Top positive review
17 people found this helpful
A love letter to Laurel and Hardy
on 9 January 2010
Snuggled up in a B&B on the Isle Of Arran after dark, my girlfriend and I ran our fingertips over the limited video selection in our room and picked out 'Mousehunt'. What a great selection - we laughed ourselves silly.
Certainly on one level 'Mousehunt' is a loving homage to Laurel and Hardy and isn't shy about it - in one scene Nathan Lane's Oliver Hardy-like character simpers at some ladies and flickers his tie at them. But even if you think you don't like Laurel and Hardy, I would be surprised if you didn't love this film.
Two brothers inherit their dead father's long established string making factory. The cynical, world-weary older brother (Nathan Lane) can't wait to be rid of it, but the younger, more naive and trusting brother (Lee Evans) is more loyal to family tradition.
It transpires that they have also been left a house - but they go to look at it and it turns out to be a crumbling mansion in desperate need of repair. Things look black until they discover that the house is a shining (if shabby) example of a much-revered architect's work. All they have to do is fix it up and sell it to the highest bidder.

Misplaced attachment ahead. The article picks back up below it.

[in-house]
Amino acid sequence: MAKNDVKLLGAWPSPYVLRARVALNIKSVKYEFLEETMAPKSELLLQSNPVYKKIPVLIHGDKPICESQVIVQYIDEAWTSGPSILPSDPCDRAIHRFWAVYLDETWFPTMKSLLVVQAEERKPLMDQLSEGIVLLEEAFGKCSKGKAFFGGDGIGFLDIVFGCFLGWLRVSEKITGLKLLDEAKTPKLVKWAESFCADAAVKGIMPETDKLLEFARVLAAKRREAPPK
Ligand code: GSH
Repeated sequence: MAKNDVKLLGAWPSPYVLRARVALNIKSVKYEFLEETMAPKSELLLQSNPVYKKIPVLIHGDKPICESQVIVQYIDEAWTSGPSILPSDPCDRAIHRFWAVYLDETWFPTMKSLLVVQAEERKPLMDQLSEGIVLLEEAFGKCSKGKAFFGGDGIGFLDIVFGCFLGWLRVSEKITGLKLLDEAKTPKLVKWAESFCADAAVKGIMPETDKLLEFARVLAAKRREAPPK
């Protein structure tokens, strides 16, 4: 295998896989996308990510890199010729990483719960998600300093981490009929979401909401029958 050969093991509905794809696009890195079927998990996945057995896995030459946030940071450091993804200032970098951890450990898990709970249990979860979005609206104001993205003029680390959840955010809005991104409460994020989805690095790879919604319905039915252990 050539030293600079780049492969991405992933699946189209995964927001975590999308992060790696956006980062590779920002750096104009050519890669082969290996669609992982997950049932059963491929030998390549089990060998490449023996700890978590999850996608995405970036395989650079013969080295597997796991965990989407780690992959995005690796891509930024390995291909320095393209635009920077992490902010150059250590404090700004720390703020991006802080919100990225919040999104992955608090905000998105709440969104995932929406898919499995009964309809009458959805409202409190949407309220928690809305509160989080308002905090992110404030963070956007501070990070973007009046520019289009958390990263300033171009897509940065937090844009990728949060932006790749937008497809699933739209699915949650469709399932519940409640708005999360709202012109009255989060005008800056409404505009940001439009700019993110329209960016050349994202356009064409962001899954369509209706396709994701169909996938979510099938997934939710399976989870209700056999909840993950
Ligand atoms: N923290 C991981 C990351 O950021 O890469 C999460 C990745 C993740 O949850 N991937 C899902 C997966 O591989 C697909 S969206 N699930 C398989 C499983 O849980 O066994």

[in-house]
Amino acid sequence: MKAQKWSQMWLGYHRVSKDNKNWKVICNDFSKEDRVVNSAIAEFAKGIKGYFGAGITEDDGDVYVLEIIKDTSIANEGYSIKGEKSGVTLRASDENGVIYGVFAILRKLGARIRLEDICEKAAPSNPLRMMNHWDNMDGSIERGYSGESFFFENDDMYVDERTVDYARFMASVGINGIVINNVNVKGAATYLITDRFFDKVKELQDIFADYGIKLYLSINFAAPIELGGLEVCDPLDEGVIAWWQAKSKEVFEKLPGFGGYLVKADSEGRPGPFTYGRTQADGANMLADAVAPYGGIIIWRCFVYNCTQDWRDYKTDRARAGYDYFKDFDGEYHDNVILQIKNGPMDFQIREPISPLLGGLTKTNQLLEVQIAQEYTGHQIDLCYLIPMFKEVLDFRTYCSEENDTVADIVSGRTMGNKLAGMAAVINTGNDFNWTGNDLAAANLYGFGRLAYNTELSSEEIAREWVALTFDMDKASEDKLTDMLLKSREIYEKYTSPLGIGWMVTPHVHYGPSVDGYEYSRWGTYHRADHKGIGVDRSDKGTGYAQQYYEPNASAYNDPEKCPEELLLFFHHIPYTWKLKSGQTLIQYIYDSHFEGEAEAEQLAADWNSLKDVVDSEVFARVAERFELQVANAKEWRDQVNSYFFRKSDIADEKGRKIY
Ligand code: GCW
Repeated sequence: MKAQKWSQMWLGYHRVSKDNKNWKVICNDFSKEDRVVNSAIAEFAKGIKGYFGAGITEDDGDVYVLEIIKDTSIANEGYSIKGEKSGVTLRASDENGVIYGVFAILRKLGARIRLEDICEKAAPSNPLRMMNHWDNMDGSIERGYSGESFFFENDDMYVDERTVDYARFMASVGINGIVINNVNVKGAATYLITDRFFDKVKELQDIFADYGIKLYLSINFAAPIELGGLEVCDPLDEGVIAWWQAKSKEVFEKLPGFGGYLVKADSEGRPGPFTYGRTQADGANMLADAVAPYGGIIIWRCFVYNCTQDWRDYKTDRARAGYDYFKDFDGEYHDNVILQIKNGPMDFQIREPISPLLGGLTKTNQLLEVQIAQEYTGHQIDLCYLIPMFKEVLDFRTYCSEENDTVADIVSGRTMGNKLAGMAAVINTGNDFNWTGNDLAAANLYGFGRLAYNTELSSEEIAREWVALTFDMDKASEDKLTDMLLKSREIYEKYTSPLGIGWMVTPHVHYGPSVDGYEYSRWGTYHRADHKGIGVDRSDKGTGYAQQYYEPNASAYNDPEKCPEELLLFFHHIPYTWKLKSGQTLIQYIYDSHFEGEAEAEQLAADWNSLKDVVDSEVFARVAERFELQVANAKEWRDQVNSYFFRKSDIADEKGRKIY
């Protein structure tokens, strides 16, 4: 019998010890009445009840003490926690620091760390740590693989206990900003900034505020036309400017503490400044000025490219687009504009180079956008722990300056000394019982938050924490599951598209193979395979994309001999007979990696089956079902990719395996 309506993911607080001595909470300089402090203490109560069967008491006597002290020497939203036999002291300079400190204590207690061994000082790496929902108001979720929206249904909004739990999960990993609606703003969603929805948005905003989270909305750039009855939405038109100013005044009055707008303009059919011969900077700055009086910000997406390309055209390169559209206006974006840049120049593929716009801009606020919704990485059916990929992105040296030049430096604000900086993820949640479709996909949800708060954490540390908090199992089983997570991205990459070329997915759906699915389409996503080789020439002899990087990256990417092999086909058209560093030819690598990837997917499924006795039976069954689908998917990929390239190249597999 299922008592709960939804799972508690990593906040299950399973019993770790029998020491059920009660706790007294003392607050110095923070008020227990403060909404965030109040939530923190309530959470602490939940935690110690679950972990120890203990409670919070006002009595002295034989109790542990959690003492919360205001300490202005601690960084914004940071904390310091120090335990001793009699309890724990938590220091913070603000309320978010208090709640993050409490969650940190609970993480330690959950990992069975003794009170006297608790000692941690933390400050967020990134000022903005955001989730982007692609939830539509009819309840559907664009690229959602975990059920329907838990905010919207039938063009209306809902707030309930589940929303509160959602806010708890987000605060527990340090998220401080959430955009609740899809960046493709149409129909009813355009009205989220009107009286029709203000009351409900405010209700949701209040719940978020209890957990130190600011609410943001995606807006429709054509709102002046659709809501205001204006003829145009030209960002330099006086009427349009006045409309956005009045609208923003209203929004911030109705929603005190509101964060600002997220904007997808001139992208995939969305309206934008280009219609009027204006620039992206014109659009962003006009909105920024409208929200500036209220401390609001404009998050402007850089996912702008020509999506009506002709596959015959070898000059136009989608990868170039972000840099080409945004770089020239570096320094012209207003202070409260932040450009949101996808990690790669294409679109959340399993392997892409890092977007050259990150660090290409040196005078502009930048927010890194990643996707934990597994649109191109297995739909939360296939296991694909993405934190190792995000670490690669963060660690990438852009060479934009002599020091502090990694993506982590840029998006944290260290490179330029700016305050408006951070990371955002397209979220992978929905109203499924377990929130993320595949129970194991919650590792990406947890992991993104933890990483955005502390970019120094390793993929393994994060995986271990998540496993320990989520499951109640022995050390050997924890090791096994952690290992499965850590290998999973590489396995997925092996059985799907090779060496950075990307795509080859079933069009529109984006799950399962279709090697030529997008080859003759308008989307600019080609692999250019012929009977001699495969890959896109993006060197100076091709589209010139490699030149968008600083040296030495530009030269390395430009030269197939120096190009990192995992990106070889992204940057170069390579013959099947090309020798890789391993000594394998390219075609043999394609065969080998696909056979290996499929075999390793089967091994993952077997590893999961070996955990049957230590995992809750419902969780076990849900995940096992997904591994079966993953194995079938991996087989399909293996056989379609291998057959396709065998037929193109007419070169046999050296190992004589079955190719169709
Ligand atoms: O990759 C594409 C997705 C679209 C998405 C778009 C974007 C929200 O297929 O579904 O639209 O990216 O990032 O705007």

There's only one problem:-
To be fair to the mouse, all he's doing initially is living in the house and minding his own business, but once the brothers discover him, they make it their ill-advised mission to remove what they see as a potentially undesirable non-period feature.
In one incident, the younger brother walks into the string factory and sets the machinery going. A thread from his clothing gets hooked onto part of the moving machinery. When he notices he's hooked, he tries to free himself and in doing so gets hooked onto something else, and then onto something else, until... well, you'll have to see it for yourself. This is a masterful dialogue-free silent-movie moment which is not only a brilliant opportunity for Lee Evans to showcase his famous skills as a physical comic - it's also a mini pre-run of the main mouse plot, as the apparently simple task of ridding the house of a mouse escalates into a disaster of titanic proportions.
I was actually reminded of this film when a work colleague mentioned that he too was trying to outwit a mouse, and I tried to buy the film when I next ventured out to the high street. To my amazement, I couldn't find it anywhere and ended up having to come here to Amazon to find it. There's no telling how much longer it will be available for, so, I suggest you buy it while you can.